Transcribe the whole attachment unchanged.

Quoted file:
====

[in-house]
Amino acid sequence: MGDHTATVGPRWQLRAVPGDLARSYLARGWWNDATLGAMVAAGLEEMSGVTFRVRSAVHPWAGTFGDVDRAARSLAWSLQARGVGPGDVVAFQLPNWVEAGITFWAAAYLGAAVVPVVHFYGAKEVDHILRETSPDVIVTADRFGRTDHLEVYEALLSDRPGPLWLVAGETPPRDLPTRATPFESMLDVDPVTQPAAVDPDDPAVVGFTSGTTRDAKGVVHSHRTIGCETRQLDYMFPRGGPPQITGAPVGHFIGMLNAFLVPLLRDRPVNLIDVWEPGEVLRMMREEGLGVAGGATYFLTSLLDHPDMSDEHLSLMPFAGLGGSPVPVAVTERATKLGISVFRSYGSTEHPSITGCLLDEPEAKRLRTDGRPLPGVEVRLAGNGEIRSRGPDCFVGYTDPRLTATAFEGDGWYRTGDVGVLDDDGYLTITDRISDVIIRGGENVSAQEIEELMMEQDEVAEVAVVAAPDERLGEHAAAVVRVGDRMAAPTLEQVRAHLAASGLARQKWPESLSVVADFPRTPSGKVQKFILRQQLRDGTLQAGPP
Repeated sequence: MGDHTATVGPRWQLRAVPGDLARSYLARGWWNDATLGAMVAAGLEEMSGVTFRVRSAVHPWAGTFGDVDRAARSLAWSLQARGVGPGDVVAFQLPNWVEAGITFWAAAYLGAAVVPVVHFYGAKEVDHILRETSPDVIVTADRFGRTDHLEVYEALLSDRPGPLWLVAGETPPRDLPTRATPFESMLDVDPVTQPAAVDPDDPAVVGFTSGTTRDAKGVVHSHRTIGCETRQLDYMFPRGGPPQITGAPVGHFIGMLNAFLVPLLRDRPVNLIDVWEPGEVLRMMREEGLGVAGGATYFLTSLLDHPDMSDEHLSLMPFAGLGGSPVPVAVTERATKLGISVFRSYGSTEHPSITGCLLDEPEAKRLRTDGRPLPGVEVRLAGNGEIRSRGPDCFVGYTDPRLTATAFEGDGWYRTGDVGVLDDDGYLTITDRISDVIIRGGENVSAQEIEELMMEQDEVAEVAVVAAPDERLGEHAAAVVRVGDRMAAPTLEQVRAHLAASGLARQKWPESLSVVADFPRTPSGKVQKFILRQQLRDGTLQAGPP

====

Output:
[in-house]
Amino acid sequence: MGDHTATVGPRWQLRAVPGDLARSYLARGWWNDATLGAMVAAGLEEMSGVTFRVRSAVHPWAGTFGDVDRAARSLAWSLQARGVGPGDVVAFQLPNWVEAGITFWAAAYLGAAVVPVVHFYGAKEVDHILRETSPDVIVTADRFGRTDHLEVYEALLSDRPGPLWLVAGETPPRDLPTRATPFESMLDVDPVTQPAAVDPDDPAVVGFTSGTTRDAKGVVHSHRTIGCETRQLDYMFPRGGPPQITGAPVGHFIGMLNAFLVPLLRDRPVNLIDVWEPGEVLRMMREEGLGVAGGATYFLTSLLDHPDMSDEHLSLMPFAGLGGSPVPVAVTERATKLGISVFRSYGSTEHPSITGCLLDEPEAKRLRTDGRPLPGVEVRLAGNGEIRSRGPDCFVGYTDPRLTATAFEGDGWYRTGDVGVLDDDGYLTITDRISDVIIRGGENVSAQEIEELMMEQDEVAEVAVVAAPDERLGEHAAAVVRVGDRMAAPTLEQVRAHLAASGLARQKWPESLSVVADFPRTPSGKVQKFILRQQLRDGTLQAGPP
Repeated sequence: MGDHTATVGPRWQLRAVPGDLARSYLARGWWNDATLGAMVAAGLEEMSGVTFRVRSAVHPWAGTFGDVDRAARSLAWSLQARGVGPGDVVAFQLPNWVEAGITFWAAAYLGAAVVPVVHFYGAKEVDHILRETSPDVIVTADRFGRTDHLEVYEALLSDRPGPLWLVAGETPPRDLPTRATPFESMLDVDPVTQPAAVDPDDPAVVGFTSGTTRDAKGVVHSHRTIGCETRQLDYMFPRGGPPQITGAPVGHFIGMLNAFLVPLLRDRPVNLIDVWEPGEVLRMMREEGLGVAGGATYFLTSLLDHPDMSDEHLSLMPFAGLGGSPVPVAVTERATKLGISVFRSYGSTEHPSITGCLLDEPEAKRLRTDGRPLPGVEVRLAGNGEIRSRGPDCFVGYTDPRLTATAFEGDGWYRTGDVGVLDDDGYLTITDRISDVIIRGGENVSAQEIEELMMEQDEVAEVAVVAAPDERLGEHAAAVVRVGDRMAAPTLEQVRAHLAASGLARQKWPESLSVVADFPRTPSGKVQKFILRQQLRDGTLQAGPP